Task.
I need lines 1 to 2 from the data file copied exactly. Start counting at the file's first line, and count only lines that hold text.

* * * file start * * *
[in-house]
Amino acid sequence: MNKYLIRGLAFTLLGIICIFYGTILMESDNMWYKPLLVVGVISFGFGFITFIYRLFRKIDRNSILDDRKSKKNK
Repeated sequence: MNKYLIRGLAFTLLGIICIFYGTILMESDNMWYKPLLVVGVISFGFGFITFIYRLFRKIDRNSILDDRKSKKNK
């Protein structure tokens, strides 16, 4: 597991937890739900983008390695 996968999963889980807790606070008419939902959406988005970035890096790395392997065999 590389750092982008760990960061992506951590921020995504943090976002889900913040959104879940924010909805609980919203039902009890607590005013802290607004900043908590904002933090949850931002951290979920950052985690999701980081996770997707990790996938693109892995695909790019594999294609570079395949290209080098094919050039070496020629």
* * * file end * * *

[in-house]
Amino acid sequence: MNKYLIRGLAFTLLGIICIFYGTILMESDNMWYKPLLVVGVISFGFGFITFIYRLFRKIDRNSILDDRKSKKNK